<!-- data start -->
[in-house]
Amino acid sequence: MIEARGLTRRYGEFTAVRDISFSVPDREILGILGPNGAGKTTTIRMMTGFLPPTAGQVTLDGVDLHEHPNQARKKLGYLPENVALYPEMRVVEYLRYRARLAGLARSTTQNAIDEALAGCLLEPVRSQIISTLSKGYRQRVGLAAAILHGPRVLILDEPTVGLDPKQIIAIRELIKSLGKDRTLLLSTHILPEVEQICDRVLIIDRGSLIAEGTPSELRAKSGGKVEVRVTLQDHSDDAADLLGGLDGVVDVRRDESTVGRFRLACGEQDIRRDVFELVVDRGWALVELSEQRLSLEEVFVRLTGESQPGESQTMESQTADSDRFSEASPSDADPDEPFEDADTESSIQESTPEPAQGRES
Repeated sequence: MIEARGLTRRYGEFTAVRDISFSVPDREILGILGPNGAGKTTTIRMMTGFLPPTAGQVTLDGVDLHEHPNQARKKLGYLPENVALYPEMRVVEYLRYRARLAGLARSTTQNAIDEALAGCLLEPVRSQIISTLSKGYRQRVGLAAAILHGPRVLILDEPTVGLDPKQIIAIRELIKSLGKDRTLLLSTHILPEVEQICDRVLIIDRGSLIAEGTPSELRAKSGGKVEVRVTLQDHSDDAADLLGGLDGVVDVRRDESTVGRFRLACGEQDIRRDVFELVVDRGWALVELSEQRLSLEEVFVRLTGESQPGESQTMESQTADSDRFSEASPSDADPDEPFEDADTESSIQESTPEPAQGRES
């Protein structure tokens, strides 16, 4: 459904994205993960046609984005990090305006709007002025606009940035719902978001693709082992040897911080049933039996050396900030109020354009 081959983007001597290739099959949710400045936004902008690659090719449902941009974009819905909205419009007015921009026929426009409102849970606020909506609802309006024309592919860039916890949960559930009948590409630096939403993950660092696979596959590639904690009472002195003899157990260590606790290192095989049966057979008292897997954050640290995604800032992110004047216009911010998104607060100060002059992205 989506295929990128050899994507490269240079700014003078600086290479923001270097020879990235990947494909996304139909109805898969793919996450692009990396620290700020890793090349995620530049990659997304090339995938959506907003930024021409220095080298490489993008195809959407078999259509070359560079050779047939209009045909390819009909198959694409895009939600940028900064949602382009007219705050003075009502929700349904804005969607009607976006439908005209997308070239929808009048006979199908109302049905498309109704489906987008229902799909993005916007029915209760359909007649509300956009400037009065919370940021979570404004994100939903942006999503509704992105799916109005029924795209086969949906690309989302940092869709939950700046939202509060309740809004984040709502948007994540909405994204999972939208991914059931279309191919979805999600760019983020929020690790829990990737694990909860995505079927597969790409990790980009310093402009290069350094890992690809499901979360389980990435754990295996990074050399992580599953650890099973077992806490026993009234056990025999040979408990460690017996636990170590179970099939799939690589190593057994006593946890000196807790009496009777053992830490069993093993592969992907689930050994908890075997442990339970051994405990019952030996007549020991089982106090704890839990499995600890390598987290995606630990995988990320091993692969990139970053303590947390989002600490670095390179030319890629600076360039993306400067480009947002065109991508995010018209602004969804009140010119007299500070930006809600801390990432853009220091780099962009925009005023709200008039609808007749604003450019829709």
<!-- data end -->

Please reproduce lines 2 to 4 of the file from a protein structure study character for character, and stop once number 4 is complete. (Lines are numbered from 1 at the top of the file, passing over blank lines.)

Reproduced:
Amino acid sequence: MIEARGLTRRYGEFTAVRDISFSVPDREILGILGPNGAGKTTTIRMMTGFLPPTAGQVTLDGVDLHEHPNQARKKLGYLPENVALYPEMRVVEYLRYRARLAGLARSTTQNAIDEALAGCLLEPVRSQIISTLSKGYRQRVGLAAAILHGPRVLILDEPTVGLDPKQIIAIRELIKSLGKDRTLLLSTHILPEVEQICDRVLIIDRGSLIAEGTPSELRAKSGGKVEVRVTLQDHSDDAADLLGGLDGVVDVRRDESTVGRFRLACGEQDIRRDVFELVVDRGWALVELSEQRLSLEEVFVRLTGESQPGESQTMESQTADSDRFSEASPSDADPDEPFEDADTESSIQESTPEPAQGRES
Repeated sequence: MIEARGLTRRYGEFTAVRDISFSVPDREILGILGPNGAGKTTTIRMMTGFLPPTAGQVTLDGVDLHEHPNQARKKLGYLPENVALYPEMRVVEYLRYRARLAGLARSTTQNAIDEALAGCLLEPVRSQIISTLSKGYRQRVGLAAAILHGPRVLILDEPTVGLDPKQIIAIRELIKSLGKDRTLLLSTHILPEVEQICDRVLIIDRGSLIAEGTPSELRAKSGGKVEVRVTLQDHSDDAADLLGGLDGVVDVRRDESTVGRFRLACGEQDIRRDVFELVVDRGWALVELSEQRLSLEEVFVRLTGESQPGESQTMESQTADSDRFSEASPSDADPDEPFEDADTESSIQESTPEPAQGRES
């Protein structure tokens, strides 16, 4: 459904994205993960046609984005990090305006709007002025606009940035719902978001693709082992040897911080049933039996050396900030109020354009 081959983007001597290739099959949710400045936004902008690659090719449902941009974009819905909205419009007015921009026929426009409102849970606020909506609802309006024309592919860039916890949960559930009948590409630096939403993950660092696979596959590639904690009472002195003899157990260590606790290192095989049966057979008292897997954050640290995604800032992110004047216009911010998104607060100060002059992205 989506295929990128050899994507490269240079700014003078600086290479923001270097020879990235990947494909996304139909109805898969793919996450692009990396620290700020890793090349995620530049990659997304090339995938959506907003930024021409220095080298490489993008195809959407078999259509070359560079050779047939209009045909390819009909198959694409895009939600940028900064949602382009007219705050003075009502929700349904804005969607009607976006439908005209997308070239929808009048006979199908109302049905498309109704489906987008229902799909993005916007029915209760359909007649509300956009400037009065919370940021979570404004994100939903942006999503509704992105799916109005029924795209086969949906690309989302940092869709939950700046939202509060309740809004984040709502948007994540909405994204999972939208991914059931279309191919979805999600760019983020929020690790829990990737694990909860995505079927597969790409990790980009310093402009290069350094890992690809499901979360389980990435754990295996990074050399992580599953650890099973077992806490026993009234056990025999040979408990460690017996636990170590179970099939799939690589190593057994006593946890000196807790009496009777053992830490069993093993592969992907689930050994908890075997442990339970051994405990019952030996007549020991089982106090704890839990499995600890390598987290995606630990995988990320091993692969990139970053303590947390989002600490670095390179030319890629600076360039993306400067480009947002065109991508995010018209602004969804009140010119007299500070930006809600801390990432853009220091780099962009925009005023709200008039609808007749604003450019829709």